Wednesday, October 26, 2011


Reading the introduction that Rajeev Nanda (the author) gives to his new book ‘Conversations’, one would get the feeling that it is going to be a highly complicated philosophical rant, especially because he pays tribute to the likes of Ayan Rand, Aristotle, Victor, etc. Although it is not heavy on your brain, ‘Conversations’ does turn out to be a preachy collage of various controversies that the bourgeois faces in this generation.

Primarily ‘Conversations’ is a collection of poems and novellas of the author, each varied in plot, yet linked by the idea to invoke rationalism & individualism within oneself. This it does by plunging deeper into the inner self questioning some of the conventional & controversial things that the Indian community today faces in its personal life: be it in motherland or abroad and tries to answer some of them while predominantly succeeds in making the reader think in a different perspective. But the problem starts when the reader feels a déjà vu, in these sermons. Adding to that, the style of writing which though isn’t complex to be fair, is quite bland and uninspiring.

In most of the novellas that features in this book, the story or rather the concept is commendable, yet, the approach to convey that lacks the extra punch that would push the reader to turn to the next page. If not for the job to review this book, I wouldn’t have cared to finish this book, which neither brings a smile to my face nor captivates my imagination and by that my brain. Agreed there were instances where the novellas did ooze of great ideas, but it never got backed by the requisite skills to prune it in an appealing manner. As a result, all the concepts and ideas are served to us stark naked. Were it been a book on theories and case studies on those theories, this blunt approach could have work, but for a medium which requires huge amount of freshness and novelty the book craves for want of creativity in expressing those noble ideas.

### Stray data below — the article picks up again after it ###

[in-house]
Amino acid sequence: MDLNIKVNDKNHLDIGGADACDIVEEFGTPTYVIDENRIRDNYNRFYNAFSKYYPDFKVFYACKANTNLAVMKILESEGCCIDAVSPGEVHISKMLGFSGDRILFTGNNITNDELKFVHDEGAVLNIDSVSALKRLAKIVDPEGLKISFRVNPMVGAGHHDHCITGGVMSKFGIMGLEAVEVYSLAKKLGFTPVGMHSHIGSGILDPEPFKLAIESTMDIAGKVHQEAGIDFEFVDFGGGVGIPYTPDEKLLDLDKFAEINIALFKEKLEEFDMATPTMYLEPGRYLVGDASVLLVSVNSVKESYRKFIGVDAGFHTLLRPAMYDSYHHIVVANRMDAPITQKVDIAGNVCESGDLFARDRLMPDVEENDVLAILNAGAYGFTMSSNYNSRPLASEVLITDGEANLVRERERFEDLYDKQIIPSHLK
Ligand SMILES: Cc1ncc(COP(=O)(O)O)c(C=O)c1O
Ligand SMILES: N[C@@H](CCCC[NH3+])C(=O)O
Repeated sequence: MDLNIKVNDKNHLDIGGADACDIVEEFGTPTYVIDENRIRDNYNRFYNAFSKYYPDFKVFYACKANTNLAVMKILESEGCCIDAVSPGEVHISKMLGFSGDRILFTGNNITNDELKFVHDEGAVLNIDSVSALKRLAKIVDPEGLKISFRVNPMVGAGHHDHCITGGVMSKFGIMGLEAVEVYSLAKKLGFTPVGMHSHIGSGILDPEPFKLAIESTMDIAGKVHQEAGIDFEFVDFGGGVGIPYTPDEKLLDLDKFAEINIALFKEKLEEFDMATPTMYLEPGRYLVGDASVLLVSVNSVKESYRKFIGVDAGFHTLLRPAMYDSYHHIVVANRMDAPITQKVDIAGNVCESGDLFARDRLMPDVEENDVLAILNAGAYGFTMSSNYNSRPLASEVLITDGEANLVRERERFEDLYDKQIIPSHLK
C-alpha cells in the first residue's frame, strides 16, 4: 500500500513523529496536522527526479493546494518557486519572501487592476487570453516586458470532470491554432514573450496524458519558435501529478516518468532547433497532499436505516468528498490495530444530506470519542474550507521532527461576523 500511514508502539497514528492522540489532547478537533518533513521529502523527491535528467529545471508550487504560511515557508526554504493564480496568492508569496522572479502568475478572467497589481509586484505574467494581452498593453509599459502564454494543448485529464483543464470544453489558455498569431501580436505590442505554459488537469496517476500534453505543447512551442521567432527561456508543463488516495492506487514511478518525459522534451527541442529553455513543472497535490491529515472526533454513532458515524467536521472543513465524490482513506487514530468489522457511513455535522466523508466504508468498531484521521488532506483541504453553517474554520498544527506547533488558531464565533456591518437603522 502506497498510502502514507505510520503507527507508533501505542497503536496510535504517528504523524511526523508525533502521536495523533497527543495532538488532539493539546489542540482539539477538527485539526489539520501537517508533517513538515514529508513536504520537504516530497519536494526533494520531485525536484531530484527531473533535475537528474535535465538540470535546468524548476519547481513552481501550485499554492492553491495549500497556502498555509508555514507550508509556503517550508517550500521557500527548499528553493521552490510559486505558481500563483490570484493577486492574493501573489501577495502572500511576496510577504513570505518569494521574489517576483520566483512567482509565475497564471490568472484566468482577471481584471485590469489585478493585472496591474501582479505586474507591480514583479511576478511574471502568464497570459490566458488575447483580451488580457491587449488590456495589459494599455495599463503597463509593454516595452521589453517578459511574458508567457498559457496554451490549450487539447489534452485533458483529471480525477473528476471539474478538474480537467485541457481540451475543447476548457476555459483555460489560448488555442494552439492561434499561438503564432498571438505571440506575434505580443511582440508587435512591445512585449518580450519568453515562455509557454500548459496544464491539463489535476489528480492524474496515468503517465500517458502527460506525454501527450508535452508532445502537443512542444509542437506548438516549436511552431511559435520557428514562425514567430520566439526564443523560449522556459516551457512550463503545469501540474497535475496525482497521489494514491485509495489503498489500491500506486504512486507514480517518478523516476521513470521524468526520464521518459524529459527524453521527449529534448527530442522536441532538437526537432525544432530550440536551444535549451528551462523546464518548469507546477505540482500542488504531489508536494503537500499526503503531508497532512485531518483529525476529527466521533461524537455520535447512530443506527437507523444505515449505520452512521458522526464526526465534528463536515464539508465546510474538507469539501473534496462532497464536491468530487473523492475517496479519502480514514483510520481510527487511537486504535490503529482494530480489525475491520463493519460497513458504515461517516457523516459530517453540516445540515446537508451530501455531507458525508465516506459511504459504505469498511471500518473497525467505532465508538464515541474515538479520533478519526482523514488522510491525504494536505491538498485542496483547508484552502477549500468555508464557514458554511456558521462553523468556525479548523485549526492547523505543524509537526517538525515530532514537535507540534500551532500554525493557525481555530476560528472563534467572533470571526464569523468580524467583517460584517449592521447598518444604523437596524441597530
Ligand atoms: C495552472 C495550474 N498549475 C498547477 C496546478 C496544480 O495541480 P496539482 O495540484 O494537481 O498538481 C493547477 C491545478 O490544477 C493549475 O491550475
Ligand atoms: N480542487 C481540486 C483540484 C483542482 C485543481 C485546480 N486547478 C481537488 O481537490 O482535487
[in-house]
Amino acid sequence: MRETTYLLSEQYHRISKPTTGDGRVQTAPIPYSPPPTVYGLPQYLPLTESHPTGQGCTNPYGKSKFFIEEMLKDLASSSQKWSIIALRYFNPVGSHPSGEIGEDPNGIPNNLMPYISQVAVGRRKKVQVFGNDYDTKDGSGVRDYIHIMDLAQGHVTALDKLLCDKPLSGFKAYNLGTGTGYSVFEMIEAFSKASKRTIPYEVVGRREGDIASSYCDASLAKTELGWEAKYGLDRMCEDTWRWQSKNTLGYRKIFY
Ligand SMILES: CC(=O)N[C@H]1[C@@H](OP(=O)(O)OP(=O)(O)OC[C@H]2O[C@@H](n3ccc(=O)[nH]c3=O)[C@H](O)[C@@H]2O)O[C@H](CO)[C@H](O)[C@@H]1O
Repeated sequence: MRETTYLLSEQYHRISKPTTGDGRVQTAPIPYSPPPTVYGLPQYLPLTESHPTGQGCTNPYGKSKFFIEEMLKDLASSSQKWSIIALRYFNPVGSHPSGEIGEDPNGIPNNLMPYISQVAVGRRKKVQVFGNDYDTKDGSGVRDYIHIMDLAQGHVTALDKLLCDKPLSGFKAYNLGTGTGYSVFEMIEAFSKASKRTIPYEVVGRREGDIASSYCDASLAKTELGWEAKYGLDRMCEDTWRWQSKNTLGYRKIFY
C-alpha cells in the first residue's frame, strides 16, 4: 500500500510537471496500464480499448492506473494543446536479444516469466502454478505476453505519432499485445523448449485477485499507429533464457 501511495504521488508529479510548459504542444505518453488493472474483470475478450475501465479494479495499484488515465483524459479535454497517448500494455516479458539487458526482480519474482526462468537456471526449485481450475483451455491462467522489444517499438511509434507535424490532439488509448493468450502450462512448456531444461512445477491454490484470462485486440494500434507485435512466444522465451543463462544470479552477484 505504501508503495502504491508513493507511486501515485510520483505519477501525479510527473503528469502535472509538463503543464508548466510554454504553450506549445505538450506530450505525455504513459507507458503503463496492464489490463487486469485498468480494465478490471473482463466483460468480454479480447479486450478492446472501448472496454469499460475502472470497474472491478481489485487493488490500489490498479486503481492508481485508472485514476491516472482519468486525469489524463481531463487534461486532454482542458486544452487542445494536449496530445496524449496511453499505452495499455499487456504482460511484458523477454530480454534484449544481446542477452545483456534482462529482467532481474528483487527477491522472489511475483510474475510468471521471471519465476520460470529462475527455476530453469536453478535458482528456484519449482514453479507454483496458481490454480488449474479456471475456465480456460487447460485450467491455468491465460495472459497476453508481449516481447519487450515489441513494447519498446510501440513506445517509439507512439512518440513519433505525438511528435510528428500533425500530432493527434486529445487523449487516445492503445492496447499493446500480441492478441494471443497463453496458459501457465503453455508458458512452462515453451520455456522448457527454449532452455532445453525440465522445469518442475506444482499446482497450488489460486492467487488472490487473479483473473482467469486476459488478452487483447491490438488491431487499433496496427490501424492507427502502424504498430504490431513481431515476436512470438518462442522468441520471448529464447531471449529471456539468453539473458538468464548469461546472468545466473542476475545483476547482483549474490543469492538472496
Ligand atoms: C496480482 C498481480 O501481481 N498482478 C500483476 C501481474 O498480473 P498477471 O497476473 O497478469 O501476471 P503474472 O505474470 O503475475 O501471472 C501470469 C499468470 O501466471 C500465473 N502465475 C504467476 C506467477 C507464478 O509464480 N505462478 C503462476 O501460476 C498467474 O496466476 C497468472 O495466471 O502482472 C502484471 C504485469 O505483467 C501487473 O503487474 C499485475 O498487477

Disappointments apart, the book boosts of some wonderful poems. Though the poem lacks in the same department as did the novellas, the inherent advantage of a poem to be serene without divulging much, augers well here. On the contrary, Rajeev forgets to employ the same art in the novellas. For example, in the short story – ‘Intersection’ a highly character driven novella, the contrasting characters instead of conveying their contrast through events, resort to verbal descriptions. As a result the pain that the lead characters endure doesn’t reach the readers; in short the emotional connect that is needed for such philosophical tales is missing. I wonder if Rajeev had Paulo Coelho as his inspiration this could have avoided, for both take simple events and try to weave a philosophical tale out of it. The problem can also be due to the fact that each story has simplistic endings – far away from reality that doesn’t justify the complex scenario that was built up in the story earlier – example – soldier.

To sum up, ‘Conversations’ is recommended for readers who are novices to philosophical books.

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